Commenced in January 2007
Frequency: Monthly
Edition: International
Paper Count: 4

Cowpea Related Publications

4 Physicochemical Stability of Pulse Spreads during Storage after Sous Vide Treatment and High Pressure Processing

Authors: Asnate Kirse, Sandra Muizniece-Brasava, Daina Karklina, Ruta Galoburda

Abstract:

Pulses are high in plant protein and dietary fiber, and contain slowly digestible starches. Innovative products from pulses could increase their consumption and benefit consumer health. This study was conducted to evaluate physicochemical stability of processed cowpea (Vigna unguiculata (L.) Walp. cv. Fradel) and maple pea (Pisum sativum var. arvense L. cv. Bruno) spreads at 5 °C temperature during 62-day storage. Physicochemical stability of pulse spreads was compared after sous vide treatment (80 °C/15 min) and high pressure processing (700 MPa/10 min/20 °C). Pulse spreads were made by homogenizing cooked pulses in a food processor together with salt, citric acid, oil, and bruschetta seasoning. A total of four different pulse spreads were studied: Cowpea spread without and with seasoning, maple pea spread without and with seasoning. Transparent PA/PE and light proof PET/ALU/PA/PP film pouches were used for packaging of pulse spreads under vacuum. The parameters investigated were pH, water activity and mass losses. Pulse spreads were tested on days 0, 15, 29, 42, 50, 57 and 62. The results showed that sous-vide treatment and high pressure processing had an insignificant influence on pH, water activity and mass losses after processing, irrespective of packaging material did not change (p>0.1). pH and water activity of sous-vide treated and high pressure processed pulse spreads in different packaging materials proved to be stable throughout the storage. Mass losses during storage accounted to 0.1% losses. Chosen sous-vide treatment and high pressure processing regimes and packaging materials are suitable to maintain consistent physicochemical quality of the new products during 62-day storage.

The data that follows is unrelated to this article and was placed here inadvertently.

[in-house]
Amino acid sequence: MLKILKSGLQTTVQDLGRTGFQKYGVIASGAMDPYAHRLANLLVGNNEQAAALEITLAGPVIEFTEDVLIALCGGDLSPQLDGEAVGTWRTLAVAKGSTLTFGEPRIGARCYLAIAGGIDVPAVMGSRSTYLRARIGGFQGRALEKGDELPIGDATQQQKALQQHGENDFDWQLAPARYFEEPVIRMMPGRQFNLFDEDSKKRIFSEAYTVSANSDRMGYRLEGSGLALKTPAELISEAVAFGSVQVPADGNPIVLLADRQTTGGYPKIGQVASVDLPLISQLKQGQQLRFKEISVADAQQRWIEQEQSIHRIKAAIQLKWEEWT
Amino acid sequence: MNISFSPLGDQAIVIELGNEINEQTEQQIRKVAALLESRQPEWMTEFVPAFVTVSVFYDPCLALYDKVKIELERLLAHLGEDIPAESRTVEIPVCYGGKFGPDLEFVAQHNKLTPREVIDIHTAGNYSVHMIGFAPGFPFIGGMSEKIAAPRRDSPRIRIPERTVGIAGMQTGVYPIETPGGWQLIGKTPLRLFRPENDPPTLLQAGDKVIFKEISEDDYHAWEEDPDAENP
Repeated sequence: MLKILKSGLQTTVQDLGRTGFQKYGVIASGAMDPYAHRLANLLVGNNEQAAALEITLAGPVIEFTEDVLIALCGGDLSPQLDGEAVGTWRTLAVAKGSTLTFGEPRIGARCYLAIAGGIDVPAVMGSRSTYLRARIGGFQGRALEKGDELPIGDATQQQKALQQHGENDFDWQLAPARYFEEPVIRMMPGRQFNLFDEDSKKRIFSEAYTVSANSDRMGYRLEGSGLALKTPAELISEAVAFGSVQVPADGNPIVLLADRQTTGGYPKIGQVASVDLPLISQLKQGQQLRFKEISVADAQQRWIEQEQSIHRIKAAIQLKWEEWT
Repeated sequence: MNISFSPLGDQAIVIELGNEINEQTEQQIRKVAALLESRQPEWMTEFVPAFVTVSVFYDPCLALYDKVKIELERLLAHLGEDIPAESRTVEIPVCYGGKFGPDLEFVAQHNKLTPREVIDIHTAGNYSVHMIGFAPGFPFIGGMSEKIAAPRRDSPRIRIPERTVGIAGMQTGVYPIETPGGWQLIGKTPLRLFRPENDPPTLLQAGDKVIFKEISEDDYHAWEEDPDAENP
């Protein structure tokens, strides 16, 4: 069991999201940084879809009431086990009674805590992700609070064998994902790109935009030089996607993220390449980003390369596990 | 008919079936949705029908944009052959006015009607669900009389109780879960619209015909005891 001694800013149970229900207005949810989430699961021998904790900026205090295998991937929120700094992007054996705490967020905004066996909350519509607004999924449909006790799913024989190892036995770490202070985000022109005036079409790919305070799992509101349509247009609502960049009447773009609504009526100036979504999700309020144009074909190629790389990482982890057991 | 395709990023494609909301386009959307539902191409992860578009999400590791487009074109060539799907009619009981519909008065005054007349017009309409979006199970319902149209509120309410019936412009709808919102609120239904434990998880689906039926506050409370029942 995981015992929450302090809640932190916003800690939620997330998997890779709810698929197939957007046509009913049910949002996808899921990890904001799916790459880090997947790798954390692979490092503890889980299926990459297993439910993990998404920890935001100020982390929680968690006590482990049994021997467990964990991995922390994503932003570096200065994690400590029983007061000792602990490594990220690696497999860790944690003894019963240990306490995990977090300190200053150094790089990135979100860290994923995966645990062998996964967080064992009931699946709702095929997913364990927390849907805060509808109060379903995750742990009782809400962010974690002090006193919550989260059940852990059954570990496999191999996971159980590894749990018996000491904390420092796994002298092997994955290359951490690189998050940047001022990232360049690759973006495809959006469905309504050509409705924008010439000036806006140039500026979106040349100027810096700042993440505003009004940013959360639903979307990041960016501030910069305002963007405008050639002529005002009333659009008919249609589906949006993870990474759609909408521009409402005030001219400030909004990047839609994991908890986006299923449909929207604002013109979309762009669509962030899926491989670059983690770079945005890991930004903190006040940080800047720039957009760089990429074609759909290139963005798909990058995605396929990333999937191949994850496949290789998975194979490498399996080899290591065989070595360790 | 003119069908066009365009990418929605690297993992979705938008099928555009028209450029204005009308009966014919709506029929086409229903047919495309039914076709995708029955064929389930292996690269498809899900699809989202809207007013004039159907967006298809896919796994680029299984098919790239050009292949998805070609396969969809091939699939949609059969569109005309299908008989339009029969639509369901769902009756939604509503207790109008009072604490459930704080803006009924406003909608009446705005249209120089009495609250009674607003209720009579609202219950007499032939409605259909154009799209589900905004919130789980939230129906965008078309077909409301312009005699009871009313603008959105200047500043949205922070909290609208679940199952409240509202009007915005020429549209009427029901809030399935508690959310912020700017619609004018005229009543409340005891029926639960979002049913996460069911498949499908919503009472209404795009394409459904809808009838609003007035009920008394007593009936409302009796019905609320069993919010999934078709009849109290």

Keywords: Water Activity, Flexible Packaging, Cowpea, maple pea

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3 Yield Performance of Two Locally Adapted and Two Introductions of Common Cowpea in Response to Amended In-Row-Spaces and Planting Dates

Authors: Mohamed M. A. Abdalla, M. F Mohamed, A. M. A. Rashwan

Abstract:

A field experiment was conducted in the Agricultural Research Station, at El-Ghoraieb, Assiut to study dry seed yield performance of two locally adapted cultivars (‘Azmerly’ and ‘Cream 7’) and two line introductions (IT81D-1032 and IT82D-812) of common cowpea (Vigna unguiculata (L.) Walp) grown at three different within-row spaces (20, 30 and 40 cm) and two planting dates in the summer (April 15th and 30th) and in the fall season (Aug. 12th and 27th) of two successive seasons. The data showed that total dry-seed yield produced by plants grown at 20 cm was greater than at 30 cm in all cvs/lines in both years. Increases in 1000-seed weight were detected in cv ‘Azmerly’ and line IT82D-812 when they were grown at 30 cm as compared with 20 cm in the summer season. However, in the fall season such increases were found in all cvs/lines. Planting at 40 cm produced seeds of greater weight than planting at 30 cm for all cvs/lines in the fall season and also in cv. Cream 7 and line IT82D-812 in the summer season, while all cvs/lines in the fall Planting on April 15th in the summer and also planting on Aug. 12th in the fall had plants which showed increases in 1000-seed weight and total dry-seed yield. The greatest 1000-seed weight was found in the line IT81D-1032 in the summer season and in the line IT82D-812 in the fall season. The sum up results revealed that ‘Azmerly’ produced greater dry-seed yield than ‘Cream 7’ and both of them were superior to the line IT82D-812 and IT81D-1032 in the summer season. In the fall, however, the line IT82D-812 produced greater dry-seed yield than the other cultivars/lines.